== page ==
The medial prominence should be assessed. Most medial prominences are located dorsomedially and appear to be more severe in a metatarsal adductus foot type. Erythema or bursa indicates shoe pressure and irritation.

The first aspect of first MTP joint range of motion (ROM) to assess is maximum available motion. Normal dorsiflexion is 65-75°, with plantarflexion less than 15°. The next aspect is quality of joint ROM and whether pain or crepitation is present; such findings indicate intra-articular cartilage degeneration. Pain without crepitation suggests synovitis. The final aspect is axis of motion. The joint is considered track-bound if the hallux drifts laterally after being placed in a neutral position during ROM exercises. Degree of lateral drift indicates severity of lateral soft-tissue contracture.

First-ray ROM should be evaluated in two ways. The first is determination of the ROM and resting position. Normal ROM is 10 mm total, with 5 mm dorsiflexion and 5 mm plantarflexion (see the image below). Resting position should be neutral in comparison with the second metatarsal head. The second evaluation is determination of mobility in the transverse plane. In the normal foot, there is little to no motion available; however, in the presence of hallux valgus, motion may be detectable.

Nonweightbearing foot with range of motion being a Nonweightbearing foot with range of motion being assessed of first ray, which is currently in neutral (neither plantarflexed or dorsiflexed) position.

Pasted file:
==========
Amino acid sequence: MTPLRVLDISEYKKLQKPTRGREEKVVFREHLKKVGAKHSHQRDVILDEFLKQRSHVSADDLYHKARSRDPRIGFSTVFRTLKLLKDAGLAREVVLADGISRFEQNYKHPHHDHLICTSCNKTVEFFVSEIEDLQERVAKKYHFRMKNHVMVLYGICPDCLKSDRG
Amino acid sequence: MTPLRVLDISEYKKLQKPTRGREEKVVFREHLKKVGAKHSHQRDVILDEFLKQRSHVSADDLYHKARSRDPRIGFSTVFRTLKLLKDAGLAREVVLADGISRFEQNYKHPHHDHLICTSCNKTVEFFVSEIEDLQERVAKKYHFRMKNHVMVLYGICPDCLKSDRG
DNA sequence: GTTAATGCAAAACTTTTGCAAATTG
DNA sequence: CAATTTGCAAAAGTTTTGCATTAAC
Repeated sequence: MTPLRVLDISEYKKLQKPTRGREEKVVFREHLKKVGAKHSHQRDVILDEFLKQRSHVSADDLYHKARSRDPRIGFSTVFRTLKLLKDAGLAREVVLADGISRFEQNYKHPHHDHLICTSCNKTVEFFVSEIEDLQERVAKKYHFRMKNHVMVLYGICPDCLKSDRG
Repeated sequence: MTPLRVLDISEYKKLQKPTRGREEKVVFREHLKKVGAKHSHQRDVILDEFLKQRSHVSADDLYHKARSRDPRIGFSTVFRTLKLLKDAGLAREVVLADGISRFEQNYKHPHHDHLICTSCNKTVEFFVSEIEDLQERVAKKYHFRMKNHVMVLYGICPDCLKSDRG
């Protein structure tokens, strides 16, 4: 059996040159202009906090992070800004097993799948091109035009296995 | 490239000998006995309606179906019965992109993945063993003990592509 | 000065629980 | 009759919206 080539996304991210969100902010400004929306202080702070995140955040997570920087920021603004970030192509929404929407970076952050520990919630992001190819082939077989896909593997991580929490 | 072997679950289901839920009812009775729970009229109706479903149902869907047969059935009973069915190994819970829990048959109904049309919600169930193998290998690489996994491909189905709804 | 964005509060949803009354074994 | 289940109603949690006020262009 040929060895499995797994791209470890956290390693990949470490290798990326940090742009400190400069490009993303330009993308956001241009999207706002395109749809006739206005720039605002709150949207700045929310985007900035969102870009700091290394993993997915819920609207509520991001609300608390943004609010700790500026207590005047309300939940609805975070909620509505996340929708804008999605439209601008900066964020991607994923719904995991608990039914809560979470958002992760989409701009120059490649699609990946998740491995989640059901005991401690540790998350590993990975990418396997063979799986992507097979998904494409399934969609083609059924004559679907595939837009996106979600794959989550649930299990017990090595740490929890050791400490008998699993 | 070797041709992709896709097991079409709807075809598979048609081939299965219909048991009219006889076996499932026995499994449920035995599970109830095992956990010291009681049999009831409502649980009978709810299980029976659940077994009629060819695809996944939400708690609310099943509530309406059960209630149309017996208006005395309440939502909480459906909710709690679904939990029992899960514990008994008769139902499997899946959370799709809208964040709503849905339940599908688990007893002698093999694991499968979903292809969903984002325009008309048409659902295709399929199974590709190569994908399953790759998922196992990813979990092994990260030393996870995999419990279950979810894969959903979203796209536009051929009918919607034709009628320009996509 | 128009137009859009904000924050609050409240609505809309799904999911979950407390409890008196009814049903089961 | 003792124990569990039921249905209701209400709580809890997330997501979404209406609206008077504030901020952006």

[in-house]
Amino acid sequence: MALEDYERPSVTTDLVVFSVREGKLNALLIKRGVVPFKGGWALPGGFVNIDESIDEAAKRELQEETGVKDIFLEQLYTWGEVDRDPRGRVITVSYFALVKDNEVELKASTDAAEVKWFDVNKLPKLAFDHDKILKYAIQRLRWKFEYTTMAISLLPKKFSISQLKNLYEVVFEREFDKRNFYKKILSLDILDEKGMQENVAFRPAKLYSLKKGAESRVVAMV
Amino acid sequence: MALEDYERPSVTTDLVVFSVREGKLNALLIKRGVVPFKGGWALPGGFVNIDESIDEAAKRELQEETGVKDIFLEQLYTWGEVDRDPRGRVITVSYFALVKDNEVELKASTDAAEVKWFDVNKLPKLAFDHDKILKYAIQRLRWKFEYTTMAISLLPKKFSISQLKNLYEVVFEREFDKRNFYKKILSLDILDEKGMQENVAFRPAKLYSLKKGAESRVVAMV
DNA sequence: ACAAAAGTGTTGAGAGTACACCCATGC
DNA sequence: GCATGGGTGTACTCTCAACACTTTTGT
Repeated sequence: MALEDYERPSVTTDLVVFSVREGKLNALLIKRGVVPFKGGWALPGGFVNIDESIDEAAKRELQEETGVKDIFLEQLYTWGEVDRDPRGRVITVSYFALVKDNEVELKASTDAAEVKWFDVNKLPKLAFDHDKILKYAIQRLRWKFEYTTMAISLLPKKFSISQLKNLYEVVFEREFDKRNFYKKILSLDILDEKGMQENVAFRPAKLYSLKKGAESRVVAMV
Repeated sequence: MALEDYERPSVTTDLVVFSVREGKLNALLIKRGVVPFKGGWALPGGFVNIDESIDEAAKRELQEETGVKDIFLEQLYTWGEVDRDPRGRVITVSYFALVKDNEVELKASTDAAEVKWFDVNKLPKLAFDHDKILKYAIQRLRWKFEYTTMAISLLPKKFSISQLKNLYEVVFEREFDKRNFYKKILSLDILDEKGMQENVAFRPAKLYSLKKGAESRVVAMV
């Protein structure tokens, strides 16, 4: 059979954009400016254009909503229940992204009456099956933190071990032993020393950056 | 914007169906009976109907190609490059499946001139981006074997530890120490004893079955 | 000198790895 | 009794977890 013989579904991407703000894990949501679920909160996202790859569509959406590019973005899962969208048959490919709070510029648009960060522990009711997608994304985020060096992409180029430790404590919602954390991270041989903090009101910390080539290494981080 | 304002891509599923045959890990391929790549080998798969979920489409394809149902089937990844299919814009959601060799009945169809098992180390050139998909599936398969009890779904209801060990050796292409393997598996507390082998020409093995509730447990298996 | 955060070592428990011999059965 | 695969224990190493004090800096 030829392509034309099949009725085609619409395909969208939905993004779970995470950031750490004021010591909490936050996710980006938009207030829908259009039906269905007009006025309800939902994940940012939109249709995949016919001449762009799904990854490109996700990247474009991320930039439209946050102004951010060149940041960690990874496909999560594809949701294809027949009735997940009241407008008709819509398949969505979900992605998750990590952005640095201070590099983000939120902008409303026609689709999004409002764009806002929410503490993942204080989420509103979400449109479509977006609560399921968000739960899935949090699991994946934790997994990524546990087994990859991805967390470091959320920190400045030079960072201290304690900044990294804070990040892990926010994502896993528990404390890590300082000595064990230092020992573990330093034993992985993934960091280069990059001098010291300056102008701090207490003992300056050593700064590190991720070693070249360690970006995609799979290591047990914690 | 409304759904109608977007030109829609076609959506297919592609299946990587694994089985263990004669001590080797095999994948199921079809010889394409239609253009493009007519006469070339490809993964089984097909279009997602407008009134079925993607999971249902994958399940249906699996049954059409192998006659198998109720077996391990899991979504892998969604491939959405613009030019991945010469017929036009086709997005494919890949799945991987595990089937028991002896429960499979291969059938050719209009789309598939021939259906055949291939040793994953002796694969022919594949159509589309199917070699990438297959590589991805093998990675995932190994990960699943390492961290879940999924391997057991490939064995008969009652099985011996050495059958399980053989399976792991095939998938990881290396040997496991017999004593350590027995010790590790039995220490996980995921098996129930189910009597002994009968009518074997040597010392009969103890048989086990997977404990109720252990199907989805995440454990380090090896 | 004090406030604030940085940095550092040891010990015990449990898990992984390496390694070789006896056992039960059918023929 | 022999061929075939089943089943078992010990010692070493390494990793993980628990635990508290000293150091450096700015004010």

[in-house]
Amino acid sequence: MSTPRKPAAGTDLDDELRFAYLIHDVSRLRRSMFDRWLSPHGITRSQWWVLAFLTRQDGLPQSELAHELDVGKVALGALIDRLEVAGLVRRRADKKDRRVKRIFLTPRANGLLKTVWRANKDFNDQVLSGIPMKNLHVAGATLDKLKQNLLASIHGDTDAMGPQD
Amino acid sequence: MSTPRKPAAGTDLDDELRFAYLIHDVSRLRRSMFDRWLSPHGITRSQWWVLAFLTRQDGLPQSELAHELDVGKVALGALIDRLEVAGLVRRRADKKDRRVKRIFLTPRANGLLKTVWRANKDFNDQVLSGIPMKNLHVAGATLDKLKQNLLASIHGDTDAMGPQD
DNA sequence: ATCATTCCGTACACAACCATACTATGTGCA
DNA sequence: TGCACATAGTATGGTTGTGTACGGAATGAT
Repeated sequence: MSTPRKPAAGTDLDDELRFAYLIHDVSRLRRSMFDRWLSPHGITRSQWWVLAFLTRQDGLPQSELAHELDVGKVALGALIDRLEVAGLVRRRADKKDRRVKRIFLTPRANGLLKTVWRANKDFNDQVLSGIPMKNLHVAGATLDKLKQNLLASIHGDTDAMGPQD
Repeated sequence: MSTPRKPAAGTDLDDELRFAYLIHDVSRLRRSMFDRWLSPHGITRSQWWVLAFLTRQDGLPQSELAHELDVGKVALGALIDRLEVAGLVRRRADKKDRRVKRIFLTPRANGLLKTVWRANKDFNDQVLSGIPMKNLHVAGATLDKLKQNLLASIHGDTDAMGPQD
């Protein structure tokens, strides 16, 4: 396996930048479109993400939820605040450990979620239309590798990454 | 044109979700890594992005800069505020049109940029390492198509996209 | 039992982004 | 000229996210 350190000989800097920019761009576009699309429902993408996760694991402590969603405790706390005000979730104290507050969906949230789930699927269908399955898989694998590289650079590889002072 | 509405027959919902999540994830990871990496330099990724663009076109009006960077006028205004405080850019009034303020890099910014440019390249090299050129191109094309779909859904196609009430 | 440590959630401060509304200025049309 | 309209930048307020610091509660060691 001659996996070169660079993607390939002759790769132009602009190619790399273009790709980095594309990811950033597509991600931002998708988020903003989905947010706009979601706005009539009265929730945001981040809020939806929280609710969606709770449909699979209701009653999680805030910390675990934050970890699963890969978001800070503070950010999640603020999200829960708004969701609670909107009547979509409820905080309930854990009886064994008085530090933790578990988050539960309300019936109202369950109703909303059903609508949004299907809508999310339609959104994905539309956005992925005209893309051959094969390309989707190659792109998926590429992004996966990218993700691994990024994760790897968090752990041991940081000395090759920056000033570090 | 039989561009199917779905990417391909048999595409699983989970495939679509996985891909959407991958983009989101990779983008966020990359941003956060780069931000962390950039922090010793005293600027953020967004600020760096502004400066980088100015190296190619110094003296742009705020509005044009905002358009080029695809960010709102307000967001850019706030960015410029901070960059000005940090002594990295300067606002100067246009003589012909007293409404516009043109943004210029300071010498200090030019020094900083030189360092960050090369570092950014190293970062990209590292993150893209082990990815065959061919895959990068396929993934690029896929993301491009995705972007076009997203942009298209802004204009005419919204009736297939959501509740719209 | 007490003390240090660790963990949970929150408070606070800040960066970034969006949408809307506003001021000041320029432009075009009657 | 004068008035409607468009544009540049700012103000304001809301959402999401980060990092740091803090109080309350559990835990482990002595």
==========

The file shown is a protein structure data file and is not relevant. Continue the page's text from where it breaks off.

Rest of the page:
Plantar keratosis at the hallux interphalangeal (IP) joint indicates excessive pronation at pushoff. If present underneath the first MTP joint, this indicates excessive pressure secondary to equinus, rigidly plantarflexed first metatarsal, prominent sesamoid, rigid forefoot valgus, or cavus foot type. Keratosis underneath the second metatarsal head can indicate short first metatarsal or long second metatarsal, dorsiflexed first metatarsal with resultant transfer lesion, retrograde plantarflexion of the second digit from hammertoe deformity, or hypermobility of the first metatarsal.

The entire first MTP joint complex should be palpated for pain during passive and active ROM, including but not limited to the dorsal, plantar, or medial metatarsal head; sesamoid; crista; proper digital nerves; and extensor hallucis longus (EHL) tendon.

Contracture of the EHL is present only in long-standing lateral subluxations of the first MTP joint or neuromuscular disease.

Associated deformities, such as a second-digit hammertoe (see the image below) and flexible or rigid flatfoot, are commonly noted. Instability of the second digit may allow a more rapid progression of hallux valgus, in that the second digit is unable to act as an adequate lateral buttress.

Severe hammertoe deformity in second toe overlappi Severe hammertoe deformity in second toe overlapping great toe with associated hallux valgus deformity.

Weightbearing evaluation

Often, the pathology or severity of deformity is not as apparent when the patient is not bearing weight as it is when the patient is bearing weight. Therefore, weightbearing examination is an important part of the physical evaluation. In the weightbearing examination, assess the following aspects:

  • Positional increase of hallux abduction in the transverse and frontal planes
  • Increase in medial prominence
  • Increase in EHL tendon contracture
  • First MTP joint dorsiflexion, characterized as decrease, increase, or no change
  • Hallux purchase, noted as good, fair, poor, or absent; this should be normal preoperatively and serves as a baseline for postoperative examination
  • Metatarsus adductus; the greater the adductus, the greater the deformity appears